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We tested the hypothesis that adaptation to microgravity, simulated by a 10-day period of head-down tilt (HDT), alters the responses to an intravenous fluid load by causing a larger fraction of the infused volume to be retained and magnifying the acute hemodynamic effects. HDT caused a significant (p less than 0.01) decrease in blood volume (-0.72 liters) and weight (-1.6 kg). Rapid infusion (22 ml/kg over 20 min.) of isotonic saline before, during, and after HDT produced a transient blood volume expansion with 18% of the infusate retained intravascularly after 2 hours. HDT had no effect on this response. Control hemodynamics were significantly different with lower cardiac output and higher total peripheral resistance (TPR) during and after HDT. Saline caused significant increases in cardiac output, heart rate, and stroke volume and a decrease in TPR. The magnitude and time course of these changes were not altered by HDT. The results refute the hypothesis and suggest that during HDT new set points or operating points were established for the control of intravascular volume and hemodynamic state.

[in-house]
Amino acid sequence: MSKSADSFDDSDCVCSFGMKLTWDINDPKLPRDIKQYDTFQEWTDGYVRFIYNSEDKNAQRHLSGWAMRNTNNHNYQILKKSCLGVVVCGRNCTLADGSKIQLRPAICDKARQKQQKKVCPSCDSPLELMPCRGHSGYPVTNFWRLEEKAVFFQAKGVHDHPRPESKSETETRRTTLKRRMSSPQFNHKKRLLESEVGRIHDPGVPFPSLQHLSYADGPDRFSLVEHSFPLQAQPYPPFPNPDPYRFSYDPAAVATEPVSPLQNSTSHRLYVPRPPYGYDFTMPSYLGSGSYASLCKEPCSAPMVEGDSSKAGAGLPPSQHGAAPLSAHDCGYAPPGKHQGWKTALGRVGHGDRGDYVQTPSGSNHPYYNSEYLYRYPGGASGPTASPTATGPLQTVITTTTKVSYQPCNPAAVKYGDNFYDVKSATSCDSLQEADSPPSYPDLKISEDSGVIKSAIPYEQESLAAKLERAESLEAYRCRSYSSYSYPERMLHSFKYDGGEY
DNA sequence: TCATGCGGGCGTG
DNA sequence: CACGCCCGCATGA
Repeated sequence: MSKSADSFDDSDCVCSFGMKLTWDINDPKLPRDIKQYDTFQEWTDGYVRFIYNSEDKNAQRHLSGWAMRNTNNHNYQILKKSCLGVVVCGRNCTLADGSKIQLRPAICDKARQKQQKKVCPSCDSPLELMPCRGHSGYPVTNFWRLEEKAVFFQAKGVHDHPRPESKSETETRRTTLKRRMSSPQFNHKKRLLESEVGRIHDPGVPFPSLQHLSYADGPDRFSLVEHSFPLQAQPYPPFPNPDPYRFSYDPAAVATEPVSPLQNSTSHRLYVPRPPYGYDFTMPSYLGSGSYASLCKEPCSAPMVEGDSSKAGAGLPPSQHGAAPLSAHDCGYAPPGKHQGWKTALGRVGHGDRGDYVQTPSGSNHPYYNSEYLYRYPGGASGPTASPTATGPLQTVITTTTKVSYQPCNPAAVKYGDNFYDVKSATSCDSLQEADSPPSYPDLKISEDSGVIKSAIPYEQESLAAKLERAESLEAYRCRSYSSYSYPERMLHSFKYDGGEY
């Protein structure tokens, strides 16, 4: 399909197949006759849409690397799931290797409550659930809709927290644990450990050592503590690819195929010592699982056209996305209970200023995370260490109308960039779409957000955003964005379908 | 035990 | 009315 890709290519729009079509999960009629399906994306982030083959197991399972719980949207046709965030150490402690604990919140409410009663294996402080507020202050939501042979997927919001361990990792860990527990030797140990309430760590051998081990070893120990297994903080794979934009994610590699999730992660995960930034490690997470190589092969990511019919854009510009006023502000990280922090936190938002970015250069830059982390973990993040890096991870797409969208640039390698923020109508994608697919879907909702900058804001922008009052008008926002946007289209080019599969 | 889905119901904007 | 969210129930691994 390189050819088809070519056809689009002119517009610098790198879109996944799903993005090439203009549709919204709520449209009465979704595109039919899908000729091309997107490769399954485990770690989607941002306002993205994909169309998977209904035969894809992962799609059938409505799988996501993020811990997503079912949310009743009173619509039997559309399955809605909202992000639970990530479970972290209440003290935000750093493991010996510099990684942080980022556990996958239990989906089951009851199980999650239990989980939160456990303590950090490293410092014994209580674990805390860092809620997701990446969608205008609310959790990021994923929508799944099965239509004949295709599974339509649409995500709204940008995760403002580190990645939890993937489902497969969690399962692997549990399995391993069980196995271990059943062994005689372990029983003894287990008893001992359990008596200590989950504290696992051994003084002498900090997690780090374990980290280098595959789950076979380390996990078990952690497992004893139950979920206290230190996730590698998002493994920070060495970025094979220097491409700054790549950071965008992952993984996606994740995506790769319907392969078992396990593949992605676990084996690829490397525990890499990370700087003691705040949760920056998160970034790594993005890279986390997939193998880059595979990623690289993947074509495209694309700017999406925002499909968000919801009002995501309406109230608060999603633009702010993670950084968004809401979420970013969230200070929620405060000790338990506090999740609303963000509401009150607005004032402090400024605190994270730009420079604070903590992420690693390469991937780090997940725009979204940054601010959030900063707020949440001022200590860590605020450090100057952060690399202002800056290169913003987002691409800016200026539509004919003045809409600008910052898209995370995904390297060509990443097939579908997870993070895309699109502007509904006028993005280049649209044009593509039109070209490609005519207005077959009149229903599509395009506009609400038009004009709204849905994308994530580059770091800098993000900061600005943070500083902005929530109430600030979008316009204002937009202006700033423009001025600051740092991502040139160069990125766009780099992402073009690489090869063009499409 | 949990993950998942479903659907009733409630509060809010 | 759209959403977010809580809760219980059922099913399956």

Atrial natriuretic peptide (ANP) may activate multiple mechanisms that protect against circulatory volume overload. We hypothesized that a temporal relationship exists between increases in cardiac filling pressure and plasma ANP concentration and also between ANP elevation and vasodilation, fluid movement from plasma to interstitium, and increased urine volume (UV). We infused 30 ml/kg isotonic saline at 100 ml/min in seven supine male subjects and monitored responses for 3 h postinfusion. Right atrial pressure (RAP) was measured via a central catheter. ANP (pmol/l) was measured by radioimmunoassay. Transcapillary fluid transport (TFT) equaled infused volume minus UV, insensible fluid loss, and change in plasma volume (PV, measured with Evan's blue). Systemic vascular resistance (SVR) was calculated as (mean arterial pressure-RAP)/cardiac output (determined by acetylene rebreathing). Plasma oncotic pressure (OP) was measured directly. During infusion, mean TFT (+/- SE) increased from net reabsorption during control of 111 +/- 27 ml/h to net filtration of 1,219 +/- 143 ml/h (P < 0.01). At end infusion, mean RAP, heart rate, and PV exhibited peak increases of 146, 23, and 27%, respectively. Concurrently, SVR and OP achieved nadirs 29 and 31% below control, respectively. Mean plasma ANP and UV peaked (45 and 390%, respectively) at 30 min postinfusion. Systemic vasodilation and capillary filtration resulted from and compensated for infusion-induced circulatory pressure increases and hemodilution. By 1 h postinfusion, most cardiovascular variables had returned toward control levels, and net reabsorption of extravascular fluid ensued.(ABSTRACT TRUNCATED AT 250 WORDS)